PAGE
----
It's fair to say that pretty much from its inception,
one of the defining characteristics of the World Wide Web has been the open
invitation it has offered to just about anybody to express him or herself. The
web offered us the opportunity to be not only information consumers, but information
producers as well. And of course that opportunity was very willingly accepted
by millions of netizens who happily posted whatever was on their minds and their
hard drives to their newly opened web sites. It was a giddy time, a period in
which, if you were looking for them, you could find signs of the imminent self-destruction
of mass media culture, being replaced by a different, more populist, sort of
And then .... And then mass media, the big movers, entered the game. From a populist media, great parts of the web (perhaps the vast majority of what most web-surfers encountered) soon became television and newspaper clones. Personal web sites still attracted attention, or at least got their fifteen minutes of fame, but the backbone of the web was no longer individual experience interestingly reported, but instead standard mass media - simply delivered in web format. And so it might have continued, were it not for blogs.
This is, of course, not only a truncated version of history - it's also a biased one. I have no way of proving that it's true, though frankly, I don't really care. It is, however, a widely accepted version of the development of the web (and an admittedly convincing one at that), leading to what many today refer to as the read/write web.
As should be clear to anyone who even occasionally reads these columns, I'm all for user participation. To my mind, individual takes on a myriad of topics is what makes the internet interesting and worthwhile. And that being the case, I certainly can't complain that, with the emergence of blogs, today's internet ethos seems not only to have made a pendulum swing back toward participation, but has even begun to expect, even demand, that participation. This expectation of participation, however, seems to carry within itself the seeds of its own destruction. At a very basic level, it's fair to ask whether, if and when all of us become information producers, we will still have the time to also be information consumers. And even assuming that we do find that time, will we be capable of separating the wheat from the chaff? Will we be able to find, and identify, what's actually worth finding? I'm becoming more and more convinced that we won't.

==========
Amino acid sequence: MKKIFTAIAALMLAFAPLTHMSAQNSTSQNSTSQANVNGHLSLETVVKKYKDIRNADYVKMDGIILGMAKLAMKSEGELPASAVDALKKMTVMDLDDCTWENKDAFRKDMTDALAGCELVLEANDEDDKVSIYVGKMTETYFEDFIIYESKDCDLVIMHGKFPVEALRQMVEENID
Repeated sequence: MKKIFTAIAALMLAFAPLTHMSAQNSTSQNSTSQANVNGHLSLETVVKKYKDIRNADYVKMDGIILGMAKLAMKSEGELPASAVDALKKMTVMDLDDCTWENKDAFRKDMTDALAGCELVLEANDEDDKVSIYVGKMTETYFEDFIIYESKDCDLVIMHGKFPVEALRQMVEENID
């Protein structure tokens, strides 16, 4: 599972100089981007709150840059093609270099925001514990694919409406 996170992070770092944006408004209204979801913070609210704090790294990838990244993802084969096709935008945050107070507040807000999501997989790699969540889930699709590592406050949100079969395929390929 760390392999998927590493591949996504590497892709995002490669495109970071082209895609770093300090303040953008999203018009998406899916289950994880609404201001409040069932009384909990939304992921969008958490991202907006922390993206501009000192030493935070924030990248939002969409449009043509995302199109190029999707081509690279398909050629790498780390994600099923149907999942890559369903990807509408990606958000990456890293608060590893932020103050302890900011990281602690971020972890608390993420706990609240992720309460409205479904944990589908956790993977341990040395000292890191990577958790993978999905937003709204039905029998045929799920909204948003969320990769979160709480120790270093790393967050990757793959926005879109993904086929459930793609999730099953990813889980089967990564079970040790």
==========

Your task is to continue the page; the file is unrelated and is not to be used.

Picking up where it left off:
The idea of the prosumer (though not in its more recent meaning) isn't new. The term itself was made popular by Alvin Toffler in his book The Third Wave, though Marshall McLuhan seems to have been there first. Toffler and McLuhan were certainly onto something - to a large extent we've ceased being passive consumers and instead take an active role in the production of numerous aspects of our lives - not only in our clothes and our food, but perhaps primarily in our cultural consumption. But perhaps not as active as some might wish. If we're watching a reality television show we can SMS the producers to tell them who we think should win, or what changes should take place in the story line, but in the long run, we're still simply sitting in front of our television sets, watching what someone else has decided we want to see. If we intend to be information producers, however, we're going to have to do more than just recycle what we've received. Taking part in "cultural production", no matter how banal the result may be, essentially demands no more from us than expressing a thumbs up/thumbs down reaction to what we encounter. Information production demands adding value to what we've found, making it more worth while to the next person who may find what we've written than what we "originally" found. Without some convincing reflection on what we're "passing on" there's little reason for us to place ourselves as go-betweens in the process, as links in a chain. And though there may be a market out there for restaurants that allow you to cook your own food, when most of us read a newspaper, we don't really expect that in the middle of an article we'll suddenly be invited to write the rest.
Cyberspace has the virtual space to house the musings of all of us - whether those musings are noteworthy or highly forgettable. But having that space doesn't mean that it should be used. Over an extended period of time, the sort of mass production of information (or at least its dissemination) that blogs encourage is unworkable, isn't useful to us, is ultimately counterproductive. One of the basic ideas behind blogs - the denial of the need for some sort of certification of professional expertise - may sound convincing as a concept, but is probably doomed to regiment itself into a new categorization of authority. This isn't because we yearn for someone more competent than us to give us direction, but simply because if we all turn into information producers, the sheer quantity of information that will flood us will make us unable to take action. (And that's assuming that much of that information will be of high quality - a questionable assumption to say the least.) We'll have to limit our information intake, and we'll want to rely on the best sources for that information. We won't be able to avoid limiting the number of information producers with whom we come into contact.
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